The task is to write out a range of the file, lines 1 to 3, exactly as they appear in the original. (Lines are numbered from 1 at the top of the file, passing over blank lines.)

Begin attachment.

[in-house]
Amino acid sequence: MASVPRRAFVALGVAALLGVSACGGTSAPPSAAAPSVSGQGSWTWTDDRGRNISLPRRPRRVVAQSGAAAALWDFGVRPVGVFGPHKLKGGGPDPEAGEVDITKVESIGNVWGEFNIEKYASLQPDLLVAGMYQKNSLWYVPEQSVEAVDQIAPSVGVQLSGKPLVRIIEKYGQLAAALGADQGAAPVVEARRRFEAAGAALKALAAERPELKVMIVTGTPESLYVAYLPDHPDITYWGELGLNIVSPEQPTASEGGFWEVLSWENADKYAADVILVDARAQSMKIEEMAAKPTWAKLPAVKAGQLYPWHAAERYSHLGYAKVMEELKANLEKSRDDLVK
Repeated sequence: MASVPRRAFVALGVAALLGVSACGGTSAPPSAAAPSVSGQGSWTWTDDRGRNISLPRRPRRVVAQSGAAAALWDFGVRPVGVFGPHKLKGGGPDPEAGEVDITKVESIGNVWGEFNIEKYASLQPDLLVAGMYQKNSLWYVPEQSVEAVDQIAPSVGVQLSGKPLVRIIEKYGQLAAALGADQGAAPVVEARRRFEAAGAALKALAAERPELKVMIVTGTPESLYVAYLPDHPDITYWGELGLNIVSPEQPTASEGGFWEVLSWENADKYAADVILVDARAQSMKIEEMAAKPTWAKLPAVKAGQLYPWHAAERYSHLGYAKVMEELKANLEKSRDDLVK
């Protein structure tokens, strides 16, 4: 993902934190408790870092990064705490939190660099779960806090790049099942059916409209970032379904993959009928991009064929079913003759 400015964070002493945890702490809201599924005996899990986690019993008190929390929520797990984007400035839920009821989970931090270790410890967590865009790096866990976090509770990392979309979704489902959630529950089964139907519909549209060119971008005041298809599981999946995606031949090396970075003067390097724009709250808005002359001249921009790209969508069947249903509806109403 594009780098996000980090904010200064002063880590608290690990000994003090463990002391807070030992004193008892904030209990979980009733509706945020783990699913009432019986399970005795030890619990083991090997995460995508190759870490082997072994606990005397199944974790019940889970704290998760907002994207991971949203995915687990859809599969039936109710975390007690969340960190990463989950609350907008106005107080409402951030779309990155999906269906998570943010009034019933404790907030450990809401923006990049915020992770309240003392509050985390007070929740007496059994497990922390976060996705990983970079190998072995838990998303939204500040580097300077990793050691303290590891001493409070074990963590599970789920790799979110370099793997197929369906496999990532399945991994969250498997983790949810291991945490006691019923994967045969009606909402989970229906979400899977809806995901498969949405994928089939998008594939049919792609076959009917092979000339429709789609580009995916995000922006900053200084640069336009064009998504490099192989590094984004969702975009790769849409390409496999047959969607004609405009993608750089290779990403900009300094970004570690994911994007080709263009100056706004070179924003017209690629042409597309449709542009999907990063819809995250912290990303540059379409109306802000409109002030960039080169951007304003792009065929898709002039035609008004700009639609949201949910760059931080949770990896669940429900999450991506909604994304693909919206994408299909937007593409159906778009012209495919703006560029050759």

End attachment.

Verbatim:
[in-house]
Amino acid sequence: MASVPRRAFVALGVAALLGVSACGGTSAPPSAAAPSVSGQGSWTWTDDRGRNISLPRRPRRVVAQSGAAAALWDFGVRPVGVFGPHKLKGGGPDPEAGEVDITKVESIGNVWGEFNIEKYASLQPDLLVAGMYQKNSLWYVPEQSVEAVDQIAPSVGVQLSGKPLVRIIEKYGQLAAALGADQGAAPVVEARRRFEAAGAALKALAAERPELKVMIVTGTPESLYVAYLPDHPDITYWGELGLNIVSPEQPTASEGGFWEVLSWENADKYAADVILVDARAQSMKIEEMAAKPTWAKLPAVKAGQLYPWHAAERYSHLGYAKVMEELKANLEKSRDDLVK
Repeated sequence: MASVPRRAFVALGVAALLGVSACGGTSAPPSAAAPSVSGQGSWTWTDDRGRNISLPRRPRRVVAQSGAAAALWDFGVRPVGVFGPHKLKGGGPDPEAGEVDITKVESIGNVWGEFNIEKYASLQPDLLVAGMYQKNSLWYVPEQSVEAVDQIAPSVGVQLSGKPLVRIIEKYGQLAAALGADQGAAPVVEARRRFEAAGAALKALAAERPELKVMIVTGTPESLYVAYLPDHPDITYWGELGLNIVSPEQPTASEGGFWEVLSWENADKYAADVILVDARAQSMKIEEMAAKPTWAKLPAVKAGQLYPWHAAERYSHLGYAKVMEELKANLEKSRDDLVK